Blown To Bits

Archive for the ‘Secrecy and encryption’ Category

Short Course on Privacy, Secrecy, and Censorship

Thursday, October 28th, 2010 by Harry Lewis

I will be teaching a 2-day course, 9-5 on January 10 and 11, on Privacy, Secrecy, and Censorship. This Harvard Division of Continuing Education Professional Development course is for anyone who wants to learn about the digital explosion in one short burst, for either professional or personal reasons.

Several of my colleagues are also teaching fascinating short courses in January, listed on the same web page. There are links for inquiries and registration, or just shoot me an email, to if you want to get info from the horse’s mouth!

Is Your Bank’s Site Really Connected to Your Bank?

Wednesday, March 24th, 2010 by Harry Lewis

The intrepid Chris Soghoian, about whom I have blogged previously, has just released another potential blockbuster.

At a trade show he found an equipment manufacturer making these claims about a box it was offering for sale to government investigators:

“Users have the ability to import a copy of any legitimate key they obtain (potentially by court order) or they can generate ‘look-alike’ keys designed to give the subject a false sense of confidence in its authenticity. … IP communication dictates the need to examine encrypted traffic at will. … Your investigative staff will collect its best evidence while users are lulled into a false sense of security afforded by web, e-mail or VOIP encryption.”

To back up a step, SSL encryption — which lies underneath the secure browsing you take for granted when you see “https” preceding a URL such as — does not by itself guarantee that the site to whom you are connected is in fact the site of the Bank of America. Your browser relies on the site presenting a certificate, and a certificate authority certifying that the certificate really does belong to Bank of America. There are hundreds of these third party certificate authorities — Verisign is the one you are most likely to have heard of — and there is a protocol for those authorities themselves to be certified as reliable. If a certificate authority is issuing bogus certificates — “certifying” that the FBI is really Gmail, for example — then the impostor could read your email or banking transactions, and no one would be the wiser.

What else could the company, Packet Forensics, mean by promising to provide a “false sense of security”? Its answers to Wired, which called the company, certainly are not reassuring.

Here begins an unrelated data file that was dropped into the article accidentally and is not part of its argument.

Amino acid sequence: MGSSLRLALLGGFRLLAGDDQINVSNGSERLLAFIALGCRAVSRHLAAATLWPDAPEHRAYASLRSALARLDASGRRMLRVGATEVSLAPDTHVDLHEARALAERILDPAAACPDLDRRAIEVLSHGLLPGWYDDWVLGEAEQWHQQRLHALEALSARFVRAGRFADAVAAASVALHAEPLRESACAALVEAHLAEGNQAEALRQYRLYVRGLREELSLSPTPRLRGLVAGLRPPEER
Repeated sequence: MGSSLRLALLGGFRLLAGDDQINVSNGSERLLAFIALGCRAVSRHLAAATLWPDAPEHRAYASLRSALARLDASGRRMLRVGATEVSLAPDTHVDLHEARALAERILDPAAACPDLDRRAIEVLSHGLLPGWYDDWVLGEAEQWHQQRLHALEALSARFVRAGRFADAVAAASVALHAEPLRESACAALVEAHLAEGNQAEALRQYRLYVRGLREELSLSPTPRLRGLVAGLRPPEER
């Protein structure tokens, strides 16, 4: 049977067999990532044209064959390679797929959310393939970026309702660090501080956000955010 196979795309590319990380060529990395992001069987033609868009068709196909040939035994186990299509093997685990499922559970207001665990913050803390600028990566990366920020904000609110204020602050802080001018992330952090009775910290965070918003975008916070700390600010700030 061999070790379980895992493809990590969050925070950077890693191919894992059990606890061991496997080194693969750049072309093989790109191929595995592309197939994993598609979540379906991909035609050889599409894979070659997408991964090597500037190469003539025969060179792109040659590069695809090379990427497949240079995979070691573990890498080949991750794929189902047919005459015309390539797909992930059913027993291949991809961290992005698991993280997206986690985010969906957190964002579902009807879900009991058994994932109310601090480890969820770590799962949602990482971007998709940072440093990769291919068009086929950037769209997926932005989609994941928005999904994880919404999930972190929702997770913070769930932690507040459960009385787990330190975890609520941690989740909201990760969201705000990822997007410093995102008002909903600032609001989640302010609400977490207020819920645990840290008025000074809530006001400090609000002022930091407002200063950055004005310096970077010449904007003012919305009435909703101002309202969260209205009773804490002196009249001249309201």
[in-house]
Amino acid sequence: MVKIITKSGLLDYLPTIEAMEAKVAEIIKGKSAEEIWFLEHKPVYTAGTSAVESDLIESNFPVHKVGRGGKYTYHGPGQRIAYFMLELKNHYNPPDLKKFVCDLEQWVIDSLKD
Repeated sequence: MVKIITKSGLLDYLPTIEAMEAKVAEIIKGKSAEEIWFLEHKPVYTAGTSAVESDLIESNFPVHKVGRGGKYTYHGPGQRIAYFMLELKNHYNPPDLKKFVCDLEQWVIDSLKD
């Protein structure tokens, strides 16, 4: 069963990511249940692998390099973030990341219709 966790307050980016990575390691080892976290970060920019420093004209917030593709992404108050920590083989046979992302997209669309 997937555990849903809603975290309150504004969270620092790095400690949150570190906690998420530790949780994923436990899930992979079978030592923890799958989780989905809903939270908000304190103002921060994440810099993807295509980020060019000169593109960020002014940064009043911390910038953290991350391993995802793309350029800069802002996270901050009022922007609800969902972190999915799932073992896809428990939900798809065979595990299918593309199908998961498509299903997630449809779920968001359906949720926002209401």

Company spokesman Ray Saulino initially denied the product performed as advertised, or that anyone used it. But in a follow-up call the next day, Saulino changed his stance.

“The technology we are using in our products has been generally discussed in internet forums and there is nothing special or unique about it,” Saulino said. “Our target community is the law enforcement community.”

Good for Chris. It will be interesting to see how many worms come out of this can. For good summaries, read the Wired or EFF news items. But the paper itself is well written and does not require an advanced education to read.

A Case of Mistaken Identity, with a Postscript on Encryption

Saturday, January 16th, 2010 by Harry Lewis

The Associated Press reports a strange case in which a Facebook user logged into her account from her cell phone and wound up in someone else’s. Except it turns out that though strange, it is not unprecedented. A couple of people even wound up in each other’s accounts.

It’s a little hard to figure out what is going on, but it seems that the wrong cookie (code identifying the Facebook account) got installed on the user’s cell phone. According to the story, it’s AT&T’s fault, though it is hard to be sure since all the cases involve not just the same carrier but the same web service (Facebook) and the same Nokia phones. If, as reported, it’s a bug in AT&T’s cell-phone-to-Internet connection, it’s easy to imagine that a user might be taken to another’s Gmail account in the same way.